Every product on the market in the U.S. containing an active drug ingredient is required to be electronically drug listed with the FDA and assigned a National Drug Code (NDC). During this process, drug labelers submit complete electronic copies of the Content of Labeling (narrative), images of the Principal Display Panel (package label) and dozens of data values in the drug listing information (metadata) section. All of this is coded into the HL7 SPL document authoring standard prior to submission. After passing an automated technical validation by FDA, drug listings appear in the NDC Directory and in other publications, such as the National Library of Medicine’s DailyMed site, where regulators, healthcare providers and patients may look to find up-to-date, accurate drug information by product name, ingredient or NDC.
In capturing all this information, labelers must make sure the final SPL-XML file contains the full, latest version of the approved Content of Labeling and correct values in every data field. While that might seem like a straightforward task, there are many opportunities for errors to creep in.
FDA Warning Letter for Drug Listing Inaccuracy
Just this month, FDA issued a warning letter to an OTC drug labeler for failing to provide complete and accurate information in the metadata sections of two drug listing files. In this case, the drug listings contained complete ingredient information in the narrative labeling, but an active ingredient was left out of the drug listing data tables in the metadata section for both products.
Mistakes like this can easily happen. One ingredient in a list of dozens can be overlooked. A line of code in the SPL-XML file can be accidentally altered or deleted. Data values can be confused for similar controlled terms, units of measurement incorrectly assigned or decimals put in the wrong place.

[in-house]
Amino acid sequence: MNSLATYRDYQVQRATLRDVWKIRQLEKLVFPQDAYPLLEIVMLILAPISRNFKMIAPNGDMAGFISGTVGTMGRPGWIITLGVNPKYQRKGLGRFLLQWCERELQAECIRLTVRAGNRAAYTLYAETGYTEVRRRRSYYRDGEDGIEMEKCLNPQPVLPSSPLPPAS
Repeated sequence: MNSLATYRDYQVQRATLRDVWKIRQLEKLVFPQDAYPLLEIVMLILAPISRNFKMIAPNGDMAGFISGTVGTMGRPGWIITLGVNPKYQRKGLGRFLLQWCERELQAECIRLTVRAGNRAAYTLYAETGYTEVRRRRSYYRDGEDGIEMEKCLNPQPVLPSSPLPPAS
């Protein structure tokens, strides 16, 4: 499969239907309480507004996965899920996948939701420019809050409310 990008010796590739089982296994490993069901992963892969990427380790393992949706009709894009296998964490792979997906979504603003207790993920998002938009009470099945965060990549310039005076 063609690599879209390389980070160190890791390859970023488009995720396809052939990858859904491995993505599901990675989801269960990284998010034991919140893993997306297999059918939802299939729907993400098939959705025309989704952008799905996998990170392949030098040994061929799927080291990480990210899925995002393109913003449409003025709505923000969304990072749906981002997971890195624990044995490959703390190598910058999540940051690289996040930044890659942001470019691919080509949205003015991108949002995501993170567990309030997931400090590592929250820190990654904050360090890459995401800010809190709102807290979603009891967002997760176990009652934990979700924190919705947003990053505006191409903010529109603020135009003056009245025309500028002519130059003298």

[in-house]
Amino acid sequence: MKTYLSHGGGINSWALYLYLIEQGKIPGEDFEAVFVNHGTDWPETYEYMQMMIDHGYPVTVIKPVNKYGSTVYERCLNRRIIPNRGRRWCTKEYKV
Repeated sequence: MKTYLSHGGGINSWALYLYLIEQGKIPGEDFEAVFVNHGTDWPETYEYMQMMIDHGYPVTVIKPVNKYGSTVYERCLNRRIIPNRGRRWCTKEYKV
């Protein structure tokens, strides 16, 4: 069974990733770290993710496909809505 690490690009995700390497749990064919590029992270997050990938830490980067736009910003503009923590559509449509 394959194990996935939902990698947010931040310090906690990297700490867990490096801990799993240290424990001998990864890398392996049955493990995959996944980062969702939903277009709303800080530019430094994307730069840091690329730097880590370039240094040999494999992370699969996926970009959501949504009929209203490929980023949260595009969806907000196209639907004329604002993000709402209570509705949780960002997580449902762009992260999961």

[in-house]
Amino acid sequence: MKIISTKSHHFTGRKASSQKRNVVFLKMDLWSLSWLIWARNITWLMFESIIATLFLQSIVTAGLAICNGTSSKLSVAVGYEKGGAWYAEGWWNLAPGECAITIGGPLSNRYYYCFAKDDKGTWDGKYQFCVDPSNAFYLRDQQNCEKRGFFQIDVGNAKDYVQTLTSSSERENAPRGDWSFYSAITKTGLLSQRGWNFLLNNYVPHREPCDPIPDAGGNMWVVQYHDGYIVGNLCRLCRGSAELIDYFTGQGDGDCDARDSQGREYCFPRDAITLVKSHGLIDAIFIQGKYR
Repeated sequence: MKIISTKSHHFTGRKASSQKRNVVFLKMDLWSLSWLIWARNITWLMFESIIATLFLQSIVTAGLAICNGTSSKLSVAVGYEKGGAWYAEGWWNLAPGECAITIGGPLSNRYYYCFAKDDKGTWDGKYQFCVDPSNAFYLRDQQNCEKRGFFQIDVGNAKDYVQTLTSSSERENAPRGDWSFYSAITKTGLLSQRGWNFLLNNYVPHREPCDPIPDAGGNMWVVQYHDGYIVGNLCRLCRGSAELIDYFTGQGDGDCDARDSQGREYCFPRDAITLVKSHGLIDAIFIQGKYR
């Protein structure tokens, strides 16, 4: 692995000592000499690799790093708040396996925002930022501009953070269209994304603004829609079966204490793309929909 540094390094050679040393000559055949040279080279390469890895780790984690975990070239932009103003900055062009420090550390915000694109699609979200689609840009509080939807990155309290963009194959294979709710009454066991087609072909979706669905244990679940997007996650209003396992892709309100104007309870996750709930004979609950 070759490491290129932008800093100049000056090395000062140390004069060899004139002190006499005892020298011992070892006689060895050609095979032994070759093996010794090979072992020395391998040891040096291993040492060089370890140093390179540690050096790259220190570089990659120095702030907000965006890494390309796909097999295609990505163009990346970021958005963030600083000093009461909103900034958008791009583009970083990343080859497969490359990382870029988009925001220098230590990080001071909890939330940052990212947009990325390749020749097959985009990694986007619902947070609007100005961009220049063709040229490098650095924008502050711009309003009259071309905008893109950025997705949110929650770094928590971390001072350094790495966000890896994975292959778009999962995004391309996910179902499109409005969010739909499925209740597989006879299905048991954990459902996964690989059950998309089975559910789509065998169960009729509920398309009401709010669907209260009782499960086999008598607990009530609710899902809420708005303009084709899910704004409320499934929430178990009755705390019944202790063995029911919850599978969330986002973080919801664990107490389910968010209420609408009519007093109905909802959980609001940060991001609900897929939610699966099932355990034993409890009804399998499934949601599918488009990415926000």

But seemingly small mistakes can have big consequences. FDA’s letter reinforces the message delivered many times by the agency in the past, that failure to provide complete and accurate drug listing information constitutes misbranding and means the product cannot be legally sold—“your firm’s failure to fulfill its listing obligations misbrands the product…introduction into interstate commerce of a misbranded product is a prohibited act.”
While it would be nice to think that “failure to fulfill listing obligations” is always the result of willfully ignoring regulations or carelessness during the listing process, even careful regulatory professionals can overlook data inaccuracies. And remember, a drug listing file passing technical validation when submitted does not mean that all the data it contains is accurate and complete, it only means that the formatting of the data that is there meets the FDA’s technical requirements.
Check and Recheck for Accuracy
The story above emphasizes the importance of having robust proofreading and data quality processes in place when building SPL drug listing files. Data and copy should pass through machine and human checks. Drug listings should be reviewed thoroughly before publication and regularly afterwards to ensure that the information available regarding your drug product to FDA and to the public is always complete, accurate and up-to-date. Of course, any errors or out-of-date information you do find, no matter how small, should immediately be corrected.
If you are concerned about the accuracy of your drug listing submissions, contact the Reed Tech Life Sciences Team. We have been helping drug product labelers and manufacturers to build and submit SPL drug listing and labeling files since FDA first adopted SPL in 2005. We will be happy to help you understand FDA’s electronic drug listing requirements and what steps you can take to ensure accuracy in your SPL submissions.